Impact Reports

Benton-Franklin Master Gardener

Community Gardening and Plant a Row for the Hungry

2016

USDA indicates that food insecurity is a lack of “access to enough food for an active, healthy life,” with 1 in 7 Americans living in food insecure households. It is estimated that 16 million children in our country consistently face hunger or unhealthy diets that can impair their cognitive and physical development, as well as their academic achievement. This is not just a national problem; 12.6% of Benton County and 10.1% of Franklin County residents are food insecure.

USDA indicates that food insecurity is a lack of “access to enough food for an active, healthy life,” with 1 in 7 Americans living in food insecure households. It is estimated that 16 million children in our country consistently face hunger or unhealthy diets that can impair their cognitive and physical development, as well as their academic achievement. This is not just a national problem; 12.6% of Benton County and 10.1% of Franklin County residents are food insecure.

In 2011, Americorps volunteer Nathan Finch worked with the WSU Extension Benton-Franklin Master Gardeners to provide coordination, leadership, and technical assistance to local community gardening efforts and to promote the Plant-A-Row Program (PAR) that encourages home gardeners to donate produce to local food banks. When Finch left the area, Master Gardener Bill Dixon took over leadership of the Food Gardening Team.

Since assuming leadership, Dixon annually has contacted local nurseries and garden centers to get donations of garden seed often disposed of at the end of the gardening season. He also has contacted local high school Future Farmers of America clubs to ask for donations of transplants left over after their plant sales.

With the support of Marianne Ophardt, Benton County WSU Extension director and Benton-Franklin Master Gardener program director, the Food Gardening Team has focused its efforts on helping those families most in need. This has included working with garden sponsors to build gardens in the lowest-income and highest-population density neighborhoods in the two counties. The team works with local cities, schools, service groups, and churches that already have community gardens or want to establish new ones. Team members provide information on community garden construction, organization, and management, plus mentor community gardeners throughout the area to help teach people how to garden.

Benton-Franklin Master Gardeners continue to make a difference in their communities. Starting in 2015, they launched the “Food Garden Drive” that raised nearly $13,000 through grants and corporate and individual donations to support food gardens for low-income and disadvantaged persons. Additionally, they received a United Way grant through Second Harvest for up to $20,000 over the next two years for the “Build A Bed to Feed A Family” Program to help build new food gardens for low-income and disadvantaged families (up to 100) or individuals (up to 400). » More …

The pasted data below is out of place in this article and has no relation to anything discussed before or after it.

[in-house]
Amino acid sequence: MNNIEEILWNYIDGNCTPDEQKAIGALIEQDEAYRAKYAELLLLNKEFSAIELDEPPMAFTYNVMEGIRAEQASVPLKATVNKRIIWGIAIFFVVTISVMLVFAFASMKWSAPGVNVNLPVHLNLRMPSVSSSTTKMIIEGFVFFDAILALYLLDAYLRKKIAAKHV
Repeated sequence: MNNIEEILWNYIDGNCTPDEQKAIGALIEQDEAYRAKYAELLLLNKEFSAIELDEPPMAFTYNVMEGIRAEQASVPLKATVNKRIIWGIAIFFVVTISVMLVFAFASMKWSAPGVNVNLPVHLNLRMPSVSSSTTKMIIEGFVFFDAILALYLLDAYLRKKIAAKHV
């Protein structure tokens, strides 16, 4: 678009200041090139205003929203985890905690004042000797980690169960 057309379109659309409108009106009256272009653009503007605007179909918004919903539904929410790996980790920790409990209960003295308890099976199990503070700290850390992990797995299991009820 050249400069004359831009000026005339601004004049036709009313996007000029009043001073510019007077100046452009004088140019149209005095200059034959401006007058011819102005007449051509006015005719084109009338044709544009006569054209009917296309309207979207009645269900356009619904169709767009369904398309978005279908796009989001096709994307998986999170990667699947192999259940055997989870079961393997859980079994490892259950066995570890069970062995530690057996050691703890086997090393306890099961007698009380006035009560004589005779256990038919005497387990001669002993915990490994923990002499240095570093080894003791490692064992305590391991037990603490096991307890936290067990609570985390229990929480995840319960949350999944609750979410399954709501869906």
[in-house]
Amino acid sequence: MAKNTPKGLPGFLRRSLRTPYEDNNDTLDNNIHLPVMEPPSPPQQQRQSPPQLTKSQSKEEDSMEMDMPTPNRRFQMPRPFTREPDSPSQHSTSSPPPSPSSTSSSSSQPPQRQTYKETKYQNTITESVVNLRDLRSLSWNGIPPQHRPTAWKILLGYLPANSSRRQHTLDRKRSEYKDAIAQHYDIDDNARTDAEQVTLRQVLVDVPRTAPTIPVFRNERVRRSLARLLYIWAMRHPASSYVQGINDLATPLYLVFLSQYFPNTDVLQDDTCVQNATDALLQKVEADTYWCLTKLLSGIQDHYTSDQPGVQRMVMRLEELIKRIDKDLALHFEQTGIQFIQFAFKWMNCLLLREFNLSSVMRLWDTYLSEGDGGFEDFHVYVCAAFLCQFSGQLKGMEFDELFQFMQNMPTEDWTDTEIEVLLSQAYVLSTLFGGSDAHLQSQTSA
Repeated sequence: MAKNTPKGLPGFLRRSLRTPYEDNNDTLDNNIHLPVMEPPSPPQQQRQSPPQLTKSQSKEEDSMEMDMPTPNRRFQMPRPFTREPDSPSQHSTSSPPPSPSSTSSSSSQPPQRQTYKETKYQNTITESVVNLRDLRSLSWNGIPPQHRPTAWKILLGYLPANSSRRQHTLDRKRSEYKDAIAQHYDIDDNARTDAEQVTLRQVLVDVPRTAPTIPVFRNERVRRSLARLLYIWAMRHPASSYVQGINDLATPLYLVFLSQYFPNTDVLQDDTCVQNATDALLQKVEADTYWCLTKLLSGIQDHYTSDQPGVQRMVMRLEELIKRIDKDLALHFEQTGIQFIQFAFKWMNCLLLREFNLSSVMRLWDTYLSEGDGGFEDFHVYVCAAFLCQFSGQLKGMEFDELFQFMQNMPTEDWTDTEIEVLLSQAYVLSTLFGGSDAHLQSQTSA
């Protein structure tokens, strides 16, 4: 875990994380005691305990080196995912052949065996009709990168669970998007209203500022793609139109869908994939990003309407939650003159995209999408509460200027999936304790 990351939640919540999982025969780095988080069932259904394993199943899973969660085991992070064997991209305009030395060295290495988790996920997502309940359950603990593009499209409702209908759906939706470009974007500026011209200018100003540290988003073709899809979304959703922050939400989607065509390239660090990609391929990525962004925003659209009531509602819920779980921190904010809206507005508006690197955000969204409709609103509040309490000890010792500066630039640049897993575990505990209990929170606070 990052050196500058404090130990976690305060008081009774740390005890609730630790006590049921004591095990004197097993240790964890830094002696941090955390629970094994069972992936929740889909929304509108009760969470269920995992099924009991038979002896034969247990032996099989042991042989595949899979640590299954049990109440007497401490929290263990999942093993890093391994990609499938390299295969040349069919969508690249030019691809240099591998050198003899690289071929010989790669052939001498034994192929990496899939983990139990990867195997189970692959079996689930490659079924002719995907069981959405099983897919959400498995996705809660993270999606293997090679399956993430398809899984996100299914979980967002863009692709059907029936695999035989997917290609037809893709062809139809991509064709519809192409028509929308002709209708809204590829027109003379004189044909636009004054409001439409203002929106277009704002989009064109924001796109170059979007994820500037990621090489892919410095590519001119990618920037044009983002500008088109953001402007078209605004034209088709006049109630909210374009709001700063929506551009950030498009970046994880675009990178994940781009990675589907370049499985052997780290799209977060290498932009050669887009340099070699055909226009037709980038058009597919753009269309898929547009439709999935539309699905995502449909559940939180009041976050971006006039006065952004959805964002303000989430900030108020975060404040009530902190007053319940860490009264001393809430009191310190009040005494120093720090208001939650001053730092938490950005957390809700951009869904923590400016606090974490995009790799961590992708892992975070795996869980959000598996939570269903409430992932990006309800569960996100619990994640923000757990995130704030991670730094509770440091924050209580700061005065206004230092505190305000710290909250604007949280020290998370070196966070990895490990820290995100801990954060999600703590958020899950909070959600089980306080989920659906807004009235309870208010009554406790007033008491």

Benton-Franklin Master Gardener

Community Gardening and Plant a Row for the Hungry

2015

USDA indicates that food insecurity is a lack of “access to enough food for an active, healthy life,” with 1 in 7 Americans living in food insecure households. It is estimated that 16 million children in our country consistently face hunger or unhealthy diets that can impair their cognitive and physical development, as well as their academic achievement. This is not just a national problem; 12.6% of Benton County and 10.1% of Franklin County residents are food insecure.

USDA indicates that food insecurity is a lack of “access to enough food for an active, healthy life,” with 1 in 7 Americans living in food insecure households. It is estimated that 16 million children in our country consistently face hunger or unhealthy diets that can impair their cognitive and physical development, as well as their academic achievement. This is not just a national problem; 12.6% of Benton County and 10.1% of Franklin County residents are food insecure.

In 2011, Americorps volunteer Nathan Finch worked with the WSU Extension Benton-Franklin Master Gardeners to provide coordination, leadership, and technical assistance to local community gardening efforts and to promote the Plant-A-Row Program (PAR) that encourages home gardeners to donate produce to local food banks. When Finch left the area, Master Gardener Bill Dixon took on the leadership of the Master Gardener Community Gardens/PAR Team.

Since assuming leadership, Dixon annually has contacted local nurseries and garden centers to get donations of garden seed often disposed of at the end of the gardening season. He also has contacted local high school Future Farmers of America clubs to ask for donations of transplants leftover after their plant sales.

With the support of Marianne Ophardt, Benton County WSU Extension director and Benton-Franklin Master Gardener program director, the Community Gardening/PAR Team has focused its efforts on helping those families most in need. This has included working with garden sponsors to build gardens in the lowest-income and highest population density neighborhoods in the two counties. The team works with local cities, schools, service groups, and churches that already have community gardens or want to establish new ones. Team members provide information on community garden construction, organization, and management, plus mentor community gardeners throughout the area to help teach people how to garden.

In 2015 the Community Gardening/PAR Team has partnered with the Master Gardener Education Team to launch a food gardening education program targeting low-income families. In 2015 they taught 13 “Introduction to Food Gardening” classes, and 12 “Growing Food in Containers” classes where all participants were provided with free containers, potting mix, seeds, and transplants provided by local nurseries and our Master Gardeners. These classes taught by team members reached about 400 low-income families.

Our Benton-Franklin Master Gardeners are making a difference. They have continued to promote the PAR program, soliciting donations of garden seed and transplants to share with gardeners throughout the area who are willing to grow a little extra in their gardens and donate some of their produce to local people in need. Over the last three years, Master Gardeners have distributed more than 11,000 seed packets and 7,000 transplants to gardeners in the community, and it is estimated that more than 48,000 pounds of produce have been donated to local food banks. Master Gardeners also have donated 6,583 pounds of produce harvested from the vegetable garden in their Master Gardener Demonstration Garden.